Canada's federal housing agency is finally joining the chorus of housing market analysts raising red flags about Vancouver's scorching housing market.
Canada Mortgage and Housing Corp. said it had identified what it called "moderate evidence of problematic conditions" in Vancouver thanks to prices that have soared higher than even the region's strong economy should be able to support.
"Fundamentals are actually quite strong in Vancouver, there has been a lot of employment and income growth and population growth," said CMHC chief economist, Bob Dugan. "But prices are increasing by even more in that market."
It is the first time the federal mortgage insurer has issued a warning about Vancouver, even as prices for single-family homes have jumped nearly 50 per cent in the past three years. Home resales in the region hit a record in March, the Real Estate Board of Greater Vancouver said, while the benchmark price of a detached home rose more than 27 per cent from a year earlier.
"Better to ring the alarm bell late than never," wrote Bank of Montreal senior economist Sal Guatieri. Home prices have been outrunning incomes in the Greater Vancouver Area for much of the past 10 years, he said, although a jump of nearly 20 per cent in resale condo prices over the past year likely helped trigger the warning from Ottawa.
With the addition of Vancouver, the federal housing agency highlighted problems in 10 out of the 15 largest local housing markets in the country. It renewed its warnings of "strong evidence" of problems in the housing markets of Toronto, Calgary, Regina and Saskatoon and said it found "moderate evidence" of similar problems in Edmonton, Winnipeg, Ottawa, Montreal and Quebec City.
CMHC's views on the Canadian housing market matter in large part because the federal agency effectively backstops much of the country's mortgage market. The corporation said its local market assessments are one of the factors it considers when deciding whether or not to approve an individual application for mortgage insurance.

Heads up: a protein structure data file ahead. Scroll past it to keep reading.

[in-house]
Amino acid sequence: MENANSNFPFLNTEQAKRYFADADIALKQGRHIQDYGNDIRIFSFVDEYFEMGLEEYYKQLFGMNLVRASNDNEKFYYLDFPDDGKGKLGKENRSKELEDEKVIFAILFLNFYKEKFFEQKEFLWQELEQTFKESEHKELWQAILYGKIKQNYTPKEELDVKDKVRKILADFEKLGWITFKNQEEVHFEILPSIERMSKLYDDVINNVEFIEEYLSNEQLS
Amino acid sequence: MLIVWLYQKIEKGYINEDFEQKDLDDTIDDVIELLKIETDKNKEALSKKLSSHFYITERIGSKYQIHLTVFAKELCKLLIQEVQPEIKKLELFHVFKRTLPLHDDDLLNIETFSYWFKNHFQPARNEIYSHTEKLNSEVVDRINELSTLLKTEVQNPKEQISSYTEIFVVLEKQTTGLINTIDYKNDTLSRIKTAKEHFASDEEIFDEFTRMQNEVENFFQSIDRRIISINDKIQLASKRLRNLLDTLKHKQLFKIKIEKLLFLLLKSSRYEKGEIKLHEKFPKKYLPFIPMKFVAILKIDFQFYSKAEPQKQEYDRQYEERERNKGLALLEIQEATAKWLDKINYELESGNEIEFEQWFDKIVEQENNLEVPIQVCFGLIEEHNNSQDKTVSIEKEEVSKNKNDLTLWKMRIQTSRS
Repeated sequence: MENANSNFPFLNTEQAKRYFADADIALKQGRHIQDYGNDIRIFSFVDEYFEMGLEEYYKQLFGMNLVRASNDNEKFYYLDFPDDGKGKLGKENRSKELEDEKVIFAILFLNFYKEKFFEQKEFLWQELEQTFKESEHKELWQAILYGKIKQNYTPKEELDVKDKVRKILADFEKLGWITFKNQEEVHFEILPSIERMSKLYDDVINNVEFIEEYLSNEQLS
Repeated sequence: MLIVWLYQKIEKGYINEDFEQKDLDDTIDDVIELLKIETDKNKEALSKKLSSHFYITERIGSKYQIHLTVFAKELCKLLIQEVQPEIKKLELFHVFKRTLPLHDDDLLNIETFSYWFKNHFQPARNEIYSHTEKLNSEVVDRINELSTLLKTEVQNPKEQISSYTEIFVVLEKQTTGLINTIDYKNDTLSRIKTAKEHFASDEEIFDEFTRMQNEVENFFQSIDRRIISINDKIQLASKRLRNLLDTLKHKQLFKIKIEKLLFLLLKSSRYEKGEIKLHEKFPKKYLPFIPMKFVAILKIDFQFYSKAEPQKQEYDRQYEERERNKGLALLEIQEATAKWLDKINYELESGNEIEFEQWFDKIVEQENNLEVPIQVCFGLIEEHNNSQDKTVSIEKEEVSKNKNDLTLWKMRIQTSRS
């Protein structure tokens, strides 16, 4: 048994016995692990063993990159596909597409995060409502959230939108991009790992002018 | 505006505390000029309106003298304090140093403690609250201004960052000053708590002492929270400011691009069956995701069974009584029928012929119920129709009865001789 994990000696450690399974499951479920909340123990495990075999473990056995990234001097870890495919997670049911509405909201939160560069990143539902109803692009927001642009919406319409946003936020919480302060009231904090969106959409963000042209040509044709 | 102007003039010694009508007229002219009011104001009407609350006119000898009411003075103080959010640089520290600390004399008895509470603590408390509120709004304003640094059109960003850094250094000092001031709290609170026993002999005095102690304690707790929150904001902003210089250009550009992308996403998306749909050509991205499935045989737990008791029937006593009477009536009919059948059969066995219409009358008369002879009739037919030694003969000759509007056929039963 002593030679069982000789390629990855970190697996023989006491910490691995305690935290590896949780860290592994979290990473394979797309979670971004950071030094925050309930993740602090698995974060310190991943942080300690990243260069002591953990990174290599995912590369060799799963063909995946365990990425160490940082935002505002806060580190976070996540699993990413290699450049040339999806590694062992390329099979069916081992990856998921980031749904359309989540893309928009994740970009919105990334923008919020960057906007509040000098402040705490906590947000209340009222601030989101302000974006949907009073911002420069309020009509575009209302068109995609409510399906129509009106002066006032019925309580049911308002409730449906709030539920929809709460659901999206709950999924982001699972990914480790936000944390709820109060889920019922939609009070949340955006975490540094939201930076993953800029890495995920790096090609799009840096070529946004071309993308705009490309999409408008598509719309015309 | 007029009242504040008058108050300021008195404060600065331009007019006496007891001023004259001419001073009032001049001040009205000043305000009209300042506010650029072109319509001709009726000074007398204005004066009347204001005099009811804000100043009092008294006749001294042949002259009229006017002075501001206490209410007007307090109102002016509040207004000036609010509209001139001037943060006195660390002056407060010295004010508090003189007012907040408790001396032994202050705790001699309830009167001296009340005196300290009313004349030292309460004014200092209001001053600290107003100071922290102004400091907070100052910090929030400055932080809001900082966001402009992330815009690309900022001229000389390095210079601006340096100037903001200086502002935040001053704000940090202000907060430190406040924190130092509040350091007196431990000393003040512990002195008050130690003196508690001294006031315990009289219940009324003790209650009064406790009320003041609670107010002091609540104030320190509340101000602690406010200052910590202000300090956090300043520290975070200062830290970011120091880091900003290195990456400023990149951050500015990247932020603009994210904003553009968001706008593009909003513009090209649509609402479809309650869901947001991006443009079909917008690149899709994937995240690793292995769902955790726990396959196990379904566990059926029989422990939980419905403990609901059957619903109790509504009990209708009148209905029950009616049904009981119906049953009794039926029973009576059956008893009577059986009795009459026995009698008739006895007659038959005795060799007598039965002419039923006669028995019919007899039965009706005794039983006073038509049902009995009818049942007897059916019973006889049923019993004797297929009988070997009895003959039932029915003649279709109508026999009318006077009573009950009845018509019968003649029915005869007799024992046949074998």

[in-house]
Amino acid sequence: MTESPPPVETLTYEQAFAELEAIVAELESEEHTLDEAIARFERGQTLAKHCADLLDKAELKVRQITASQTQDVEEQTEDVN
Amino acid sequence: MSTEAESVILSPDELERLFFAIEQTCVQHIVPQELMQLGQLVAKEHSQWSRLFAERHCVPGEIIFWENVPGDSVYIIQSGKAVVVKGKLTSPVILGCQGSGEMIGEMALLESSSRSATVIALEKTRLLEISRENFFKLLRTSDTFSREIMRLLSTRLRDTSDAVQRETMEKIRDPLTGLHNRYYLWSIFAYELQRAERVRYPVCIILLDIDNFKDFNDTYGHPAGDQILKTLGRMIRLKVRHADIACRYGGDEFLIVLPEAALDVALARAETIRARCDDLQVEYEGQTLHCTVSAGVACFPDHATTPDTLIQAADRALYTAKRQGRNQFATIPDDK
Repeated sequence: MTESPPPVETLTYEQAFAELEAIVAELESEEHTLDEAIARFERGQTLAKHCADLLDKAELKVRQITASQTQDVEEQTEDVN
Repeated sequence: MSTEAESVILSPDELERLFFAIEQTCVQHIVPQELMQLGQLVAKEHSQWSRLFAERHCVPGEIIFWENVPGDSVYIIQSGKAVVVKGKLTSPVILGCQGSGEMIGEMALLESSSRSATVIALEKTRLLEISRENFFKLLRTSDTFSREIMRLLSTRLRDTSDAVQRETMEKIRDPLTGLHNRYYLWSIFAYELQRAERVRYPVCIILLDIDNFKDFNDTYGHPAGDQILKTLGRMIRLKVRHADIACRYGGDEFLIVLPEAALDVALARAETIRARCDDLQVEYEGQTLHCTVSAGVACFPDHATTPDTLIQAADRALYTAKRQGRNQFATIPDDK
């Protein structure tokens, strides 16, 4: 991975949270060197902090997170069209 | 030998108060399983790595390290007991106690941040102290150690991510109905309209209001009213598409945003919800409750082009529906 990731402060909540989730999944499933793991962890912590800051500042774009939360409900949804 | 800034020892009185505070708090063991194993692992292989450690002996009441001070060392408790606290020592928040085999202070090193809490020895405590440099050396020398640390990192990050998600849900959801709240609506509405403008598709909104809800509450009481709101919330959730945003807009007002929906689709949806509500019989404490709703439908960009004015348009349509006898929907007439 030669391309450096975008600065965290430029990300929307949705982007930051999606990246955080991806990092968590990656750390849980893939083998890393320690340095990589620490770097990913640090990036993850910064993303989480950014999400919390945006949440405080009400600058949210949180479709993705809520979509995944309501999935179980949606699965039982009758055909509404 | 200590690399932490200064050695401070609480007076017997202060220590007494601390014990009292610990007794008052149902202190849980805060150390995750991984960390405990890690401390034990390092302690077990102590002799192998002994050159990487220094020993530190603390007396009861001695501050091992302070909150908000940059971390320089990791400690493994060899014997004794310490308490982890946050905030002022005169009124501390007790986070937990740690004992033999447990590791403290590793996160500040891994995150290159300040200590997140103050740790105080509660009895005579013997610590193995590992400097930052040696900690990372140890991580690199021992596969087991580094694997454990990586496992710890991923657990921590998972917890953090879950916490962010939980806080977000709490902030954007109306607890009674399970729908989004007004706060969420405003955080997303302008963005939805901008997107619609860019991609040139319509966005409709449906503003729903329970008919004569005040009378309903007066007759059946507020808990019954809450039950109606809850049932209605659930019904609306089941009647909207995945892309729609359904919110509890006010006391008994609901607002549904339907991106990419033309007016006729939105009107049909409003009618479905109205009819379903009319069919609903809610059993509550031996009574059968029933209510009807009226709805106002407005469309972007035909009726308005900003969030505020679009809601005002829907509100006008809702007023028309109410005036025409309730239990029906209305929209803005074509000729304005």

"Insured borrowers in high-risk markets are more likely to be declined, be asked to put down more money or have their loan amount reduced," said Robert McLister, a mortgage planner at intelliMortgage and founder of RateSpy.com.
The government's assessment also serves as a warning to lenders, investors and policy makers, potentially leading to less money flowing into the regions of the country that CMHC deems high risk. "Anecdotally, I'm hearing more stories of appraisals coming in under expected value in Alberta, loans being scaled back in Alberta, more requests for co-signers in Toronto," Mr. McLister said. "But there is no panic."
In Toronto, industry officials commended the Crown agency for raising issues that have long plagued some sectors of the market, such as eroding affordability and a supply of single-family homes that has not kept pace with intense demand.
"It's good to see CMHC confirming the facts around the Toronto housing market," said Bryan Tuckey, chief executive officer of the Building Industry and Land Development Association, which represents developers. "What would be useful is if CMHC could start to look at and assess the real underlying causes of why the prices are increasing."
He pointed to provincial anti-sprawl legislation that has encouraged municipalities to shift away from single-family home development and a lack of available land for low-density housing.
While some industry players are taking stock of the federal government's opinions on the housing market, some say buyers and sellers are increasingly turning a blind eye to the growing collection of housing market warnings as home prices have continued to defy all predictions of a slowdown.
"It used to have an effect," said Dianne Usher, senior vice-president of Royal LePage Johnson & Daniel. "People would listen and would react. Then certain market drivers just started to take hold and all of a sudden the predictions were not valid any more."